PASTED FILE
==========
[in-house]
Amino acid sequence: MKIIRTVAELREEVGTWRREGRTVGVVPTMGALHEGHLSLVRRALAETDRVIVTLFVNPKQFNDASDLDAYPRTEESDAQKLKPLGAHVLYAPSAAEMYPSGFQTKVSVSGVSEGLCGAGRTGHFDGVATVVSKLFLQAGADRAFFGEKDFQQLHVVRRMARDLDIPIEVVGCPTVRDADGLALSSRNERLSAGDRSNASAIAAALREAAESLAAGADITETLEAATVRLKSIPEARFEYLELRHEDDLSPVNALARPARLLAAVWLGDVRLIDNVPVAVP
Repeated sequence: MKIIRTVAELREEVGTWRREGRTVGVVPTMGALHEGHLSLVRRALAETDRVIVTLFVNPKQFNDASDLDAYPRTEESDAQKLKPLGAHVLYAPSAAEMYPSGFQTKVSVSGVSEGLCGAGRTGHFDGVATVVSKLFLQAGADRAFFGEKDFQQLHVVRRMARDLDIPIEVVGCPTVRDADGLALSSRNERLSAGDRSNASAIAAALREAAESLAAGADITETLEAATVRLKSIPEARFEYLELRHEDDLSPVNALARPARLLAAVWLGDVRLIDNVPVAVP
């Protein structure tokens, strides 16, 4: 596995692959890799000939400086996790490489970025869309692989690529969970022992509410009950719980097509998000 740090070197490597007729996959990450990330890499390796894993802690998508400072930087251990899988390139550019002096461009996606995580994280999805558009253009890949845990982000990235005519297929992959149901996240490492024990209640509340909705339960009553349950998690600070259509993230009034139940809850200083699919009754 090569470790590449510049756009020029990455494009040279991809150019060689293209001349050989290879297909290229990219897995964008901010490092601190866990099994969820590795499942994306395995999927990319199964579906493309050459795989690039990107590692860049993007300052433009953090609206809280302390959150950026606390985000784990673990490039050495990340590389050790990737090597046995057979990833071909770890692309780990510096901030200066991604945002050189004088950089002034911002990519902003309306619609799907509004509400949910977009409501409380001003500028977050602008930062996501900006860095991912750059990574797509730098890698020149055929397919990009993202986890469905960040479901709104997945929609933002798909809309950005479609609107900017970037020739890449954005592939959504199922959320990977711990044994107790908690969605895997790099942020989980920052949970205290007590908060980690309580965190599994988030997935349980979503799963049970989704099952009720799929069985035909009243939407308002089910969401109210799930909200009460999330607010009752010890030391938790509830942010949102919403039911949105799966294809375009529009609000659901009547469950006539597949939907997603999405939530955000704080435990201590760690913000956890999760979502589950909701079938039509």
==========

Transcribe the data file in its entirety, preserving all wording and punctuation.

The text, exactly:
[in-house]
Amino acid sequence: MKIIRTVAELREEVGTWRREGRTVGVVPTMGALHEGHLSLVRRALAETDRVIVTLFVNPKQFNDASDLDAYPRTEESDAQKLKPLGAHVLYAPSAAEMYPSGFQTKVSVSGVSEGLCGAGRTGHFDGVATVVSKLFLQAGADRAFFGEKDFQQLHVVRRMARDLDIPIEVVGCPTVRDADGLALSSRNERLSAGDRSNASAIAAALREAAESLAAGADITETLEAATVRLKSIPEARFEYLELRHEDDLSPVNALARPARLLAAVWLGDVRLIDNVPVAVP
Repeated sequence: MKIIRTVAELREEVGTWRREGRTVGVVPTMGALHEGHLSLVRRALAETDRVIVTLFVNPKQFNDASDLDAYPRTEESDAQKLKPLGAHVLYAPSAAEMYPSGFQTKVSVSGVSEGLCGAGRTGHFDGVATVVSKLFLQAGADRAFFGEKDFQQLHVVRRMARDLDIPIEVVGCPTVRDADGLALSSRNERLSAGDRSNASAIAAALREAAESLAAGADITETLEAATVRLKSIPEARFEYLELRHEDDLSPVNALARPARLLAAVWLGDVRLIDNVPVAVP
């Protein structure tokens, strides 16, 4: 596995692959890799000939400086996790490489970025869309692989690529969970022992509410009950719980097509998000 740090070197490597007729996959990450990330890499390796894993802690998508400072930087251990899988390139550019002096461009996606995580994280999805558009253009890949845990982000990235005519297929992959149901996240490492024990209640509340909705339960009553349950998690600070259509993230009034139940809850200083699919009754 090569470790590449510049756009020029990455494009040279991809150019060689293209001349050989290879297909290229990219897995964008901010490092601190866990099994969820590795499942994306395995999927990319199964579906493309050459795989690039990107590692860049993007300052433009953090609206809280302390959150950026606390985000784990673990490039050495990340590389050790990737090597046995057979990833071909770890692309780990510096901030200066991604945002050189004088950089002034911002990519902003309306619609799907509004509400949910977009409501409380001003500028977050602008930062996501900006860095991912750059990574797509730098890698020149055929397919990009993202986890469905960040479901709104997945929609933002798909809309950005479609609107900017970037020739890449954005592939959504199922959320990977711990044994107790908690969605895997790099942020989980920052949970205290007590908060980690309580965190599994988030997935349980979503799963049970989704099952009720799929069985035909009243939407308002089910969401109210799930909200009460999330607010009752010890030391938790509830942010949102919403039911949105799966294809375009529009609000659901009547469950006539597949939907997603999405939530955000704080435990201590760690913000956890999760979502589950909701079938039509």